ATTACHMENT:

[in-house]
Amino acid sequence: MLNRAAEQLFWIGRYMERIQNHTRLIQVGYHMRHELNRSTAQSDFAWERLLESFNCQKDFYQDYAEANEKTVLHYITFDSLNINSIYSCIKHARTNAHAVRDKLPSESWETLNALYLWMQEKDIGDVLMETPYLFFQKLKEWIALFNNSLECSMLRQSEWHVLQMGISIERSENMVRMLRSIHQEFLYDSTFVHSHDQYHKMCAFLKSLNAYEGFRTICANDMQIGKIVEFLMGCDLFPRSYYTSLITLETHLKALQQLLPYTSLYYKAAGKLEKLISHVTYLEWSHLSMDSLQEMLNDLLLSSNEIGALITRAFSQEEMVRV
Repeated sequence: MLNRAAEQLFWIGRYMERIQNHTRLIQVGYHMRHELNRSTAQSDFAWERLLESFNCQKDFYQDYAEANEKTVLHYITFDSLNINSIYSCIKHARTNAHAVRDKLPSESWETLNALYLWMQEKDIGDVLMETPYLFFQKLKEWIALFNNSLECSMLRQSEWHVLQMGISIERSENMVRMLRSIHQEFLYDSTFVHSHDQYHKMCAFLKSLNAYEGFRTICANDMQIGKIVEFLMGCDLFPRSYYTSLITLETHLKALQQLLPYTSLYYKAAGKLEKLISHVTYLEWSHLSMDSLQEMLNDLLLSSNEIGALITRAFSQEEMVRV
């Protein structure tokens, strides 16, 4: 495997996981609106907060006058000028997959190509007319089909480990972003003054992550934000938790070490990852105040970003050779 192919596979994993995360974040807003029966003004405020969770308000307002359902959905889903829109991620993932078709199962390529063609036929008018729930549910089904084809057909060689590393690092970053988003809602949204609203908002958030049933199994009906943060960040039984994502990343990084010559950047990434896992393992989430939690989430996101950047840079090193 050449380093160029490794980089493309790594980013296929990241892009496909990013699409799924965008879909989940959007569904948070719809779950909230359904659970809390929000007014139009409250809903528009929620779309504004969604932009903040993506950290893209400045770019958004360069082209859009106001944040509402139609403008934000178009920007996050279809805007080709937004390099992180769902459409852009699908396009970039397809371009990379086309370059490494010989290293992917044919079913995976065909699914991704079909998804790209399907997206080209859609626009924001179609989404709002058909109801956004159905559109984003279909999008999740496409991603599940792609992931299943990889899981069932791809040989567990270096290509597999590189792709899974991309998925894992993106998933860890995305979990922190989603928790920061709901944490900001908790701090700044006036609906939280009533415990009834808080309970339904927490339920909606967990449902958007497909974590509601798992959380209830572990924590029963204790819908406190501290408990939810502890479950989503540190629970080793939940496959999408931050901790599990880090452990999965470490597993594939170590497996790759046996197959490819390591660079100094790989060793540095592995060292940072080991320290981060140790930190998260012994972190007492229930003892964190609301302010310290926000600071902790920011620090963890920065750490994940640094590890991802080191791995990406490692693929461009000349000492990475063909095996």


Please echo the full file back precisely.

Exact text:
[in-house]
Amino acid sequence: MLNRAAEQLFWIGRYMERIQNHTRLIQVGYHMRHELNRSTAQSDFAWERLLESFNCQKDFYQDYAEANEKTVLHYITFDSLNINSIYSCIKHARTNAHAVRDKLPSESWETLNALYLWMQEKDIGDVLMETPYLFFQKLKEWIALFNNSLECSMLRQSEWHVLQMGISIERSENMVRMLRSIHQEFLYDSTFVHSHDQYHKMCAFLKSLNAYEGFRTICANDMQIGKIVEFLMGCDLFPRSYYTSLITLETHLKALQQLLPYTSLYYKAAGKLEKLISHVTYLEWSHLSMDSLQEMLNDLLLSSNEIGALITRAFSQEEMVRV
Repeated sequence: MLNRAAEQLFWIGRYMERIQNHTRLIQVGYHMRHELNRSTAQSDFAWERLLESFNCQKDFYQDYAEANEKTVLHYITFDSLNINSIYSCIKHARTNAHAVRDKLPSESWETLNALYLWMQEKDIGDVLMETPYLFFQKLKEWIALFNNSLECSMLRQSEWHVLQMGISIERSENMVRMLRSIHQEFLYDSTFVHSHDQYHKMCAFLKSLNAYEGFRTICANDMQIGKIVEFLMGCDLFPRSYYTSLITLETHLKALQQLLPYTSLYYKAAGKLEKLISHVTYLEWSHLSMDSLQEMLNDLLLSSNEIGALITRAFSQEEMVRV
């Protein structure tokens, strides 16, 4: 495997996981609106907060006058000028997959190509007319089909480990972003003054992550934000938790070490990852105040970003050779 192919596979994993995360974040807003029966003004405020969770308000307002359902959905889903829109991620993932078709199962390529063609036929008018729930549910089904084809057909060689590393690092970053988003809602949204609203908002958030049933199994009906943060960040039984994502990343990084010559950047990434896992393992989430939690989430996101950047840079090193 050449380093160029490794980089493309790594980013296929990241892009496909990013699409799924965008879909989940959007569904948070719809779950909230359904659970809390929000007014139009409250809903528009929620779309504004969604932009903040993506950290893209400045770019958004360069082209859009106001944040509402139609403008934000178009920007996050279809805007080709937004390099992180769902459409852009699908396009970039397809371009990379086309370059490494010989290293992917044919079913995976065909699914991704079909998804790209399907997206080209859609626009924001179609989404709002058909109801956004159905559109984003279909999008999740496409991603599940792609992931299943990889899981069932791809040989567990270096290509597999590189792709899974991309998925894992993106998933860890995305979990922190989603928790920061709901944490900001908790701090700044006036609906939280009533415990009834808080309970339904927490339920909606967990449902958007497909974590509601798992959380209830572990924590029963204790819908406190501290408990939810502890479950989503540190629970080793939940496959999408931050901790599990880090452990999965470490597993594939170590497996790759046996197959490819390591660079100094790989060793540095592995060292940072080991320290981060140790930190998260012994972190007492229930003892964190609301302010310290926000600071902790920011620090963890920065750490994940640094590890991802080191791995990406490692693929461009000349000492990475063909095996």